Now I'm getting confused. The word "pointy" is the culprit. This seems to imply that it is ok to use a non-pointy object, otherwise the word "pointy" wouldn't be specifically called out. Does this mean that is ok to use your hands to create a depression? For instance, I've seen many forest caches where the cache was placed in a shallow depression in the pine needle ground covering. The dirt was not disturbed, only the pine needles. This was definitely "dug" but not necessarily with a pointy object.

 

The other aspect of this thread that confuses me is that natural holes can be used to insert the cache container. However, is it allowed for the cache hider to carry over small rocks to fill in the sides of the hole to make it conform to the container? If not, then what's the difference where a cache has been placed on the ground, has a large rock on top, and a few smaller rocks set along the sides?

 

I'm not trying to be nit-picky here. I just want to try to understand the intend of the requirement. I had previously thought that the phrase "Caches that are buried" referred to caches with dirt/sand/gravel on top such that the seeker would have to dig for it. Now I find that I'm mistaken. Thanks for any clarifications that any of you can provide.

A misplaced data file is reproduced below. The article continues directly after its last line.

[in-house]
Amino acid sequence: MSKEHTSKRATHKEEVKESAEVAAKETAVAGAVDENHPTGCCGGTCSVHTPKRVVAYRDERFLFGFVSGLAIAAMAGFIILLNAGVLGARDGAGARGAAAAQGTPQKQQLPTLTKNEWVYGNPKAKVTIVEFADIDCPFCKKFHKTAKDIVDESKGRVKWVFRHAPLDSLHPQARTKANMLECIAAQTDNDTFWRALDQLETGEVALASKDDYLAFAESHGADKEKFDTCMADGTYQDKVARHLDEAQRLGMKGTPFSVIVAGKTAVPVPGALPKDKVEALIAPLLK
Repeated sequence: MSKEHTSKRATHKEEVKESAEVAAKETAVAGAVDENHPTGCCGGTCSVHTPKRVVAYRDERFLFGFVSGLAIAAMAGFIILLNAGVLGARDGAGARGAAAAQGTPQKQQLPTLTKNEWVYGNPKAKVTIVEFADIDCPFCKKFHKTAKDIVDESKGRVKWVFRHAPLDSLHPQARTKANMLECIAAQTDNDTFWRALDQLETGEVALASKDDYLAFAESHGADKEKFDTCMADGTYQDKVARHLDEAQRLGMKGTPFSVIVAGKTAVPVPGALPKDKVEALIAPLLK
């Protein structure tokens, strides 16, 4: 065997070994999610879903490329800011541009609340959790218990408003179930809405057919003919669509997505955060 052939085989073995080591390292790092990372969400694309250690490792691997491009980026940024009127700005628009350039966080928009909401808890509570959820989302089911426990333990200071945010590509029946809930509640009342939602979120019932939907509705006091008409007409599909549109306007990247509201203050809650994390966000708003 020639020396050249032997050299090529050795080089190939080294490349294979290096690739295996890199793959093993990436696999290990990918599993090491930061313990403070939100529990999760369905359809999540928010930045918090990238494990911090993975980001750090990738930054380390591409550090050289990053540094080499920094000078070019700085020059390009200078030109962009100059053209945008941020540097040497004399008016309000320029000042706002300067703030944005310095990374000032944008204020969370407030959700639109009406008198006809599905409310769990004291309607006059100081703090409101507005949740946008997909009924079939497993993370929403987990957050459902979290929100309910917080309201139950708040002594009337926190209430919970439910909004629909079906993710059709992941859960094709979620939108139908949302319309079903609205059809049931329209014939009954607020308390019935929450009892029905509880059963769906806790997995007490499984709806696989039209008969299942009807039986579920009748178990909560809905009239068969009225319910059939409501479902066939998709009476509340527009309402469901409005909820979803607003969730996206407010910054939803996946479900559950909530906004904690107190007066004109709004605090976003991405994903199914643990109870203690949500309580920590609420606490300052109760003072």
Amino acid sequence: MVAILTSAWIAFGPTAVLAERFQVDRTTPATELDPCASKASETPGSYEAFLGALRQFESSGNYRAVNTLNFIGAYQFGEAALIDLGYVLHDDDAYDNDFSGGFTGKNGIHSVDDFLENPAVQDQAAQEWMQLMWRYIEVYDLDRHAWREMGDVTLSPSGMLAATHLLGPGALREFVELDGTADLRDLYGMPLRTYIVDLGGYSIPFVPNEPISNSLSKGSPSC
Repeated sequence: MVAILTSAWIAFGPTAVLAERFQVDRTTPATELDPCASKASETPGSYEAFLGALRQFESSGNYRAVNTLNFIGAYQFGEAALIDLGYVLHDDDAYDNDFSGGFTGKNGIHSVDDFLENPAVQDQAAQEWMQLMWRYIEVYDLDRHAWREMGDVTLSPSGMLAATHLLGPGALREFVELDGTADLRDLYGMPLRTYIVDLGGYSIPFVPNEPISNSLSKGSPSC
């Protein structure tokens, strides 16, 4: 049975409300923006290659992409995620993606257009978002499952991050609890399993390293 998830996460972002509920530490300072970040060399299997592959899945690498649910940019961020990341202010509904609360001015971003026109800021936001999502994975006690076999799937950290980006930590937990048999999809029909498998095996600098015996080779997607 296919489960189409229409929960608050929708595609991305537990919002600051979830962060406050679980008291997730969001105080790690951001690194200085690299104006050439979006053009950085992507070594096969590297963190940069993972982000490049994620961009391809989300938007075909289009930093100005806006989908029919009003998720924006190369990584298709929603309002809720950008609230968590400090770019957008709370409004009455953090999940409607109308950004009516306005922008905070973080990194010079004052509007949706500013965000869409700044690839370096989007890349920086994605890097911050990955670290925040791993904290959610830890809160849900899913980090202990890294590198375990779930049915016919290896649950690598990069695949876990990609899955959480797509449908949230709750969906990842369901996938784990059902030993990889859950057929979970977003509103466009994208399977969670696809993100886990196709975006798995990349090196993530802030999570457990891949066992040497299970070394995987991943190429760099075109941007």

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Now I'm getting confused. The word "pointy" is the culprit. This seems to imply that it is ok to use a non-pointy object, otherwise the word "pointy" wouldn't be specifically called out. Does this mean that is ok to use your hands to create a depression? For instance, I've seen many forest caches where the cache was placed in a shallow depression in the pine needle ground covering. The dirt was not disturbed, only the pine needles. This was definitely "dug" but not necessarily with a pointy object.

 

The other aspect of this thread that confuses me is that natural holes can be used to insert the cache container. However, is it allowed for the cache hider to carry over small rocks to fill in the sides of the hole to make it conform to the container? If not, then what's the difference where a cache has been placed on the ground, has a large rock on top, and a few smaller rocks set along the sides?

 

I'm not trying to be nit-picky here. I just want to try to understand the intend of the requirement. I had previously thought that the phrase "Caches that are buried" referred to caches with dirt/sand/gravel on top such that the seeker would have to dig for it. Now I find that I'm mistaken. Thanks for any clarifications that any of you can provide.

 

The reason for the rule is that land managers don't want us digging up the forest. When negotiating with them to allow geocaching, its usually their first concern. So digging to place a cache is a no no.

 

Though technically "buried", hiding a cache under leaves, sticks or rocks does not involve digging and is fine. If you dig a hole and leave the lid exposed its technically not buried, but is agaist the rules.

 

To simplify the rule: Dig = bad. No digging = good.

 

I don't think anyone would consider brushing aside pine needles or leaves to be digging.

Edited by briansnat